We are told by some critics that the use of drugs is as...

The Laingsburg (Mich.) News

We are told by some critics that the use of drugs is as reasonable a part of God's plan to cure disease as any other. If such be the case, God's words, "I am the Lord that healeth thee," and "Bless the Lord, ... who healeth all thy diseases," have no meaning. The Scriptures are full of the promises of God to heal, and also the mistake in not going to Him for help, as, for instance, we read that King Asa "sought not to the Lord, but to the physicians. And Asa slept with his fathers." Let us take notice that in God's command to Israel, no mention is made of any specific or formula of drugs to be used, yet He said, "I will restore health unto thee, and I will heal thee of thy wounds."

Likewise the Master's words, "I must work the works of him that sent me," and "He that believeth on me, the works that I do shall he do also; and greater works than these shall he do; because I go unto my Father." No mention is made of drugs, and at no time did Jesus resort to material remedies to accomplish his wonderful work, but he did say, "It is the spirit that quickeneth; the flesh profiteth nothing," emphasizing his teaching with the words, which should remain indelible on the mind of his every follower,—"If ye love me, keep my commandments." Does our brother mean to tell us that, after the great Teacher had proved to the world the efficacy of Spirit to heal all diseases, and when the Church for three hundred years had proved his promises to be true, God intends man to resort to mindless matter for relief from suffering?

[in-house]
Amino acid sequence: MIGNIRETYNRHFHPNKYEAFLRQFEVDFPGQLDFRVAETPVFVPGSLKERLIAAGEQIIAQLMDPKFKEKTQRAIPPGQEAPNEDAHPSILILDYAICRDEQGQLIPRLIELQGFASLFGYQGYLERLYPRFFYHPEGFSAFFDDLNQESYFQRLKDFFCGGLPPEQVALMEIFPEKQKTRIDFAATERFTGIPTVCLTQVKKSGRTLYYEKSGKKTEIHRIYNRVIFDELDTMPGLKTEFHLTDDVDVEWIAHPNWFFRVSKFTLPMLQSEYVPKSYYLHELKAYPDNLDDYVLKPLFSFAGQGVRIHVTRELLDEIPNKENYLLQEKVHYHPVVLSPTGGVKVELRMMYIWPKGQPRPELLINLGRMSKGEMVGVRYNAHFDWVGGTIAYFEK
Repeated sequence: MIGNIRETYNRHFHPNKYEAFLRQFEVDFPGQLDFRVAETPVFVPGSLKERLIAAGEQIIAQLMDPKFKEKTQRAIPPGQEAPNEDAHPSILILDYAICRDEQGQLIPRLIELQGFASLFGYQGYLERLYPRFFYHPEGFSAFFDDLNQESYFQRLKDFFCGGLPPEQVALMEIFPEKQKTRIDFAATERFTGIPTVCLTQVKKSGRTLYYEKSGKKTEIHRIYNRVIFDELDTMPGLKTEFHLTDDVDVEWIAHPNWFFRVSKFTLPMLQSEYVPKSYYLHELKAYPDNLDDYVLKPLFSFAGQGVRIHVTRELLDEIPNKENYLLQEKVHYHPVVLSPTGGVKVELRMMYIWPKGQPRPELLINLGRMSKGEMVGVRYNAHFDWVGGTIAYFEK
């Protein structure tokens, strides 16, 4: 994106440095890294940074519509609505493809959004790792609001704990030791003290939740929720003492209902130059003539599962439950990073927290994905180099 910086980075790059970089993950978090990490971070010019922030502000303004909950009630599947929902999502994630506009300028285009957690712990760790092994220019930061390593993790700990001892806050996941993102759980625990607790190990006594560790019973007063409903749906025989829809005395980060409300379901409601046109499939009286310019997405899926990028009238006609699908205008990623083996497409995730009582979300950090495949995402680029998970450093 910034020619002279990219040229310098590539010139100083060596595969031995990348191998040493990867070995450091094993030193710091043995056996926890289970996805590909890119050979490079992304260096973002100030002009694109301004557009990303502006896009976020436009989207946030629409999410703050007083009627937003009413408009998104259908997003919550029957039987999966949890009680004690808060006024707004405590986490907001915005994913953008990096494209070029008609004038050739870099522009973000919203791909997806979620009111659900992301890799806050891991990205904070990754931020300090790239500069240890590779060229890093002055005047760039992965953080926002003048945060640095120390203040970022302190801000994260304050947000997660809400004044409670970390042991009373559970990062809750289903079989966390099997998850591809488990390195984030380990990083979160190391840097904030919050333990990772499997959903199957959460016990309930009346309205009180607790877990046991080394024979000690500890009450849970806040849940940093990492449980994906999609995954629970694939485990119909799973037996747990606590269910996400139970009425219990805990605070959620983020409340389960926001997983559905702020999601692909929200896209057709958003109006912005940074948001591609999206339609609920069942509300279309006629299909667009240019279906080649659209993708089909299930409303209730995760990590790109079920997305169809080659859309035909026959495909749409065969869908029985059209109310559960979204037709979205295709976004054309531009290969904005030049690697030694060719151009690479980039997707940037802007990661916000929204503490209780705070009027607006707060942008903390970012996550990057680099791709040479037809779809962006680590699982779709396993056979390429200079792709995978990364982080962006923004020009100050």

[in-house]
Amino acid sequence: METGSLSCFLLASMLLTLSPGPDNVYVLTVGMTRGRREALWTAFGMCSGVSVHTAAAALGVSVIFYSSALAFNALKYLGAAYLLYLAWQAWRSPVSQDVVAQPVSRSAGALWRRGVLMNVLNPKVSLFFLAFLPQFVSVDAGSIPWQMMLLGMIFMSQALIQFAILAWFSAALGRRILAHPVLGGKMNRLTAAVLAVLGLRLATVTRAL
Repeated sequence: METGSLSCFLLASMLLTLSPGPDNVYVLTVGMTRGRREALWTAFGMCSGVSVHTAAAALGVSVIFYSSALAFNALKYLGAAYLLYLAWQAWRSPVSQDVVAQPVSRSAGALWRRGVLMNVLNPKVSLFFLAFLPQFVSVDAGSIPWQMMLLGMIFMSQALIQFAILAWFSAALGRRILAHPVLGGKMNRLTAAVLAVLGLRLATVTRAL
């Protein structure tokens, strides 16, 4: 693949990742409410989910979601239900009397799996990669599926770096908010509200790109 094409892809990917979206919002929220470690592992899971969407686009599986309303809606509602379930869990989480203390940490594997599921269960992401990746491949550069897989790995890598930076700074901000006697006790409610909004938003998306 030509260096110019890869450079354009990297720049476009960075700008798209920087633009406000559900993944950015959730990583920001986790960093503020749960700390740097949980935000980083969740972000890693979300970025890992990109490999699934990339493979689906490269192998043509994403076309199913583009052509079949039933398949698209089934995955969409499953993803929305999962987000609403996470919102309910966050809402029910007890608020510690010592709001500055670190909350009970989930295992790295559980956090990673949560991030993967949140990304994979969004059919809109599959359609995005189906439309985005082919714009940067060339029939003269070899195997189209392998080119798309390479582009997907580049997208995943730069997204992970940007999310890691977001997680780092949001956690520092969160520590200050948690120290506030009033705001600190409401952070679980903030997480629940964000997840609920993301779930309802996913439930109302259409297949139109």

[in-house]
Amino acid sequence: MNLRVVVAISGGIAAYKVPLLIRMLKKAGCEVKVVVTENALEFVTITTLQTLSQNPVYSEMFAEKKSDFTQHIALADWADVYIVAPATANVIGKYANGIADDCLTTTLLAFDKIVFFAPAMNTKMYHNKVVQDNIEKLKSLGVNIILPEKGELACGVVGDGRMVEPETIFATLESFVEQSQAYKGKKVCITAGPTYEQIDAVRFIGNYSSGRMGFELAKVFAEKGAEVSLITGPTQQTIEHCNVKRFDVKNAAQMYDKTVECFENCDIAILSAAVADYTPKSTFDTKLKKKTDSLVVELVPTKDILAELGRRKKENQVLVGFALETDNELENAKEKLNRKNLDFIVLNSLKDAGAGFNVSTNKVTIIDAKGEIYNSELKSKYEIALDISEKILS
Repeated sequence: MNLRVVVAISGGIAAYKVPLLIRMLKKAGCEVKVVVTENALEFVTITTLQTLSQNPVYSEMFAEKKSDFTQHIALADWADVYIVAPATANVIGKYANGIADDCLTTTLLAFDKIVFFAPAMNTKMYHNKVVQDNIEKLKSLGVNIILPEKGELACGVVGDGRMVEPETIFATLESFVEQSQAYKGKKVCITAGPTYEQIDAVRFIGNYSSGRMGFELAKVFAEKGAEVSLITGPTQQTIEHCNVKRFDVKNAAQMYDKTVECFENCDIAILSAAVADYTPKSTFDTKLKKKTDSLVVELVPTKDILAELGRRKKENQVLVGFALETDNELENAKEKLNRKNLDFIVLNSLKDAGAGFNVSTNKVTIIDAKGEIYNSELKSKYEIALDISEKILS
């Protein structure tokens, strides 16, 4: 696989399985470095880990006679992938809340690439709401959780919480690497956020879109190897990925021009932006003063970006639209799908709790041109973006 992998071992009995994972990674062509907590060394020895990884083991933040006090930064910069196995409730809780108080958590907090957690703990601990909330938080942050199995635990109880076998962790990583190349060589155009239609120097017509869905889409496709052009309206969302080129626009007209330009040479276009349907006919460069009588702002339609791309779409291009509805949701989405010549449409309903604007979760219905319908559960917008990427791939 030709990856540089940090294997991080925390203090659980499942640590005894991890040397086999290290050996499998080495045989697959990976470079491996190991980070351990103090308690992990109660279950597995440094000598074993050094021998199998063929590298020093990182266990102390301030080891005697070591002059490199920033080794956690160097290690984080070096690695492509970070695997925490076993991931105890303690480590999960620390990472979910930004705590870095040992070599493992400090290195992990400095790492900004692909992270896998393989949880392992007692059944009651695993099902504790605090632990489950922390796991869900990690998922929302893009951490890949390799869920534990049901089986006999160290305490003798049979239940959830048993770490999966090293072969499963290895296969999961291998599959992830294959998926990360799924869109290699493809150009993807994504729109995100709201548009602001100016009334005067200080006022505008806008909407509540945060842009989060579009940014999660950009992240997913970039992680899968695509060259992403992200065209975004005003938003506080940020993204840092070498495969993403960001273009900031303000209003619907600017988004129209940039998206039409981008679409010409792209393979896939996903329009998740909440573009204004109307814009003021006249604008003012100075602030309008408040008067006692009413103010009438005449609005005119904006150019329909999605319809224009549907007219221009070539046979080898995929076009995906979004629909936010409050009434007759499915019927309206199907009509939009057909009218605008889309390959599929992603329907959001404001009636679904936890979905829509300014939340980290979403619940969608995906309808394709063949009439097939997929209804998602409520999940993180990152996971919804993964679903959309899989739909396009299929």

While it is true that Luke was called the "beloved physician," it is also true that Jesus was called the "great Physician," and there is nothing more to prove that Luke used material remedies after his having become a disciple of Jesus, than that the Master himself used them. In fact there is a deal more logic and reason to assume that, having learned a better and surer way, he did not use them. The assertion that Luke was a doctor, and was loved on that account, has the merit of novelty but no foundation in fact, as all well-read theologians will admit.

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September 12, 1908

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